versão impressa ISSN 0100-4042
Quím. Nova vol.35 no.6 São Paulo 2012
Elkin GaleanoI,*; Alejandro MartínezI; Olivier P. ThomasII; Sara RobledoIII; Diana MunozIII
IMarine Natural Products Research Group, University of Antioquia, Medellin AA 1226, Colombia
IINice Institute of Chemistry, UMR 6001 CNRS, University of Nice - Sophia Antipolis, Parc Valrose, 06108, Nice Cedex 02, France
IIIProgram for the Study and Control of Tropical Diseases, University of Antioquia, Medellin, Colombia
Six bromotyrosine-derived compounds were isolated from the Caribbean marine sponge Aiolochroia crassa: 3-bromo-5-hydroxy-O-methyltyrosine (1), 3-bromo-N,N,N-trimethyltyrosinium (2), 3-bromo-N,N,N,O-tetramethyltyrosinium (3), 3,5-dibromo-N,N,N-trimethyltyrosinium (4), 3,5-dibromo-N,N,N,O-tetramethyltyrosinium (5), and aeroplysinin-1 (6). Structural determination was performed using NMR, MS and comparison with literature data. All isolated compounds were screened for their in vitro activity against Leishmania panamensis, Plasmodium falciparum and Trypanosoma cruzi. Compound 4 showed selective antiparasitic activity against Leishmania and Plasmodium parasites. This is the first report of compounds 1, 4 and 5 in the sponge A. crassa and the first biological activity reports for compounds 2-4. This work shows that bromotyrosines are potential antiparasitic agents.
Keywords: bromotyrosines; Aiolochroia crassa; antiparasitic activity.
Malaria, leishmaniasis and Chagas diseases number among the most common chronic infections afflicting the world's poorest populations and represent the main causes of disability. These diseases occur mainly in poor areas of tropical and subtropical low-income countries. The most severe type of malaria is caused by the parasite Plasmodium falciparum. In 2010, the World Health Organization (WHO) reported 225 million malaria cases worldwide with a mortality rate close to 781,000 cases/year.1 Leishmaniasis is an infection with diverse clinical forms, which can cause skin ulcerations, mucosa and/or severe visceral disease. Leishmaniasis is caused by trypanosomatid parasites from the genus Leishmania. According to WHO estimates, 350 million people are at risk of contracting leishmaniasis, approximately 12 million are infected and 2 million new cases are reported each year worldwide.2 Chagas disease (American trypanosomiasis) is caused by the parasite Trypanosoma cruzi. This zoonosis, in its chronic phase, causes damage to the central nervous system, gastrointestinal system and heart and consequently is often fatal. The WHO has reported nearly 10 million cases of Chagas disease, causing around 10,000 deaths per year, where Latin American countries have the highest incidence of this disease.3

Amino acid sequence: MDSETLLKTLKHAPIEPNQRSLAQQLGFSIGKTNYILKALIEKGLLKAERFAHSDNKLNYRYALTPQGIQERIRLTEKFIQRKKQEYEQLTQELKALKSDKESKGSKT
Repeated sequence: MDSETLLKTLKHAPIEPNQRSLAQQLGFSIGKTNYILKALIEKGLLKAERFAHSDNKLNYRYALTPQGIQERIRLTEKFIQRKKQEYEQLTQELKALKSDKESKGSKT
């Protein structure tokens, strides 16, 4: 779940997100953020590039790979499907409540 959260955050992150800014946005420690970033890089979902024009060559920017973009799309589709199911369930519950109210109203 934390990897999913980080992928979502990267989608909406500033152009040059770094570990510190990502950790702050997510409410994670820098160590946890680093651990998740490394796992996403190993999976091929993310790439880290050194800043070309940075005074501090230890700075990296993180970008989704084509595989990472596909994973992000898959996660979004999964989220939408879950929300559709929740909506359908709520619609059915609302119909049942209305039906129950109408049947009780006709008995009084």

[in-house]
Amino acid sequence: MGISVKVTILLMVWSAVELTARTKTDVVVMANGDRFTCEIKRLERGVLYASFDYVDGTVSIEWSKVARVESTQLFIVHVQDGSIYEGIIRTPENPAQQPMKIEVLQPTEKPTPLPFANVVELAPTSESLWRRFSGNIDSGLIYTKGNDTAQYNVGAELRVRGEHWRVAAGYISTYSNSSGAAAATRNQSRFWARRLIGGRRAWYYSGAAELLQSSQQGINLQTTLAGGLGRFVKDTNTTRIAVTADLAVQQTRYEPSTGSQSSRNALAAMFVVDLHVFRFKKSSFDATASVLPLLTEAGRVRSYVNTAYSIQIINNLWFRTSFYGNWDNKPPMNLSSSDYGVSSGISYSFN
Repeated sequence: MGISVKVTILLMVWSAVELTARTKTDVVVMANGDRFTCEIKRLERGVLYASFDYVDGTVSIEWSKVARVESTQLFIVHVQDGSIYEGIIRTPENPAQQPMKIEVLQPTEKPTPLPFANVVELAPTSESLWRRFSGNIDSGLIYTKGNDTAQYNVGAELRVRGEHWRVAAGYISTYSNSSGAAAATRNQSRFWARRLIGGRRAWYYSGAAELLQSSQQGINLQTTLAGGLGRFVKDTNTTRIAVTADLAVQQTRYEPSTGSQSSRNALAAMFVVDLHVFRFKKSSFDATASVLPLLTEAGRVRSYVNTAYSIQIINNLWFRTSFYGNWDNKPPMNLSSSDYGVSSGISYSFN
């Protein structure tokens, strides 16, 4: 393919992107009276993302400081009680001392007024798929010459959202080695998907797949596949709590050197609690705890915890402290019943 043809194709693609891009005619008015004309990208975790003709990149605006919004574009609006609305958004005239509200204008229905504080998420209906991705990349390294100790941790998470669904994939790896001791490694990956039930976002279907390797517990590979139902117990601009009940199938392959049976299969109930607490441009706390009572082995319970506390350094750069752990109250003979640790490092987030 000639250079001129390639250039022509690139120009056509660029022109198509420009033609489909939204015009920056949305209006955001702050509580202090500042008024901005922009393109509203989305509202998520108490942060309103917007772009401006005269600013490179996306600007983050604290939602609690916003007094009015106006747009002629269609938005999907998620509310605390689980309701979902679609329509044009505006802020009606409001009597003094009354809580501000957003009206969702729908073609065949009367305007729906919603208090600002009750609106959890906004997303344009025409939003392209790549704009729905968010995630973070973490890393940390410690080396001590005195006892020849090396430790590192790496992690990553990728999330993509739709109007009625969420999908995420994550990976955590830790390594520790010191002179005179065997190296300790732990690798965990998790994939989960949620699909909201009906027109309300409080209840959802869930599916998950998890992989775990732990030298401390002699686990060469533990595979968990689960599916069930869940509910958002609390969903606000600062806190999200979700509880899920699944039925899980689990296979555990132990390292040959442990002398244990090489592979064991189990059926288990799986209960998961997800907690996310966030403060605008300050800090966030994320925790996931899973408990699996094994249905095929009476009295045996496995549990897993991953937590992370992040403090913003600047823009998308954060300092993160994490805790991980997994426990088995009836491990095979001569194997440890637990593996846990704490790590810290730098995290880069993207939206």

The high prevalence of these three parasitic diseases the resistance developed by these parasites to current treatments, the reduction of their efficacy and consequent increase in the cost of conventional treatments, highlights the need for novel and effective therapeutic alternatives with fewer or none side-effects. In the search for these new therapeutic options, marine sponges have proven to be a source of bioactive molecules with high pharmacological potential.4 In this context, we evaluated the potential of Colombian sponges localized in Uraba Gulf, Southwestern Caribbean Sea, as sources of antiparasitic, cytotoxic, antimicrobial and antitumor agents.4,5 In this study, we evaluated the in vitro antiparasitic activity of molecules isolated from the purple-violet spherical morphotype of the marine sponge Aiolochroia crassa (Hyatt 1875, Verongida, Aplysinidae). This sponge has been reported under different names, such as Suberea crassa (Hyatt, 1875), Aiolochroia ianthella (De Laubenfels, 1949), Ianthella ianthella (De Laubenfels, 1949) and Ianthella ardis (De Laubenfels, 1950).6 Aiolochroia crassa, akin to other marine sponges of the order Verongida, is of great interest because this group of sponges is characterized by the production of brominated metabolites which are biogenetically related to tyrosine. For this reason, bromotyrosine metabolites have been considered as potential chemotaxonomic markers of sponges of the order Verongida.7 A wide range of biological activities have been reported for these compounds including antimicrobial, enzymatic, cytotoxic and antiparasitic activities.8 A previous study on the sponge A. crassa led to the discovery of antimicrobial activity of its extracts,9 and the isolation and identiﬁcation of several bromotyrosine derivatives, namely: N-methylaerophobin-2, aerophobin-1, aerophobin-2, purealidin L, isofistularin-3, araplysillin III, hexadellin C, N,N,N-trimethyl-3-bromo-4-O-methyltyrosine and N,N,N-trimethyl-3-bromotyrosine.6,10 Aeroplysinin 1 and ianthelline were reported from the sponge Ianthella ardis.11 No chemical studies have been reported for the other synonyms of the sponge Aiolochroia crassa.12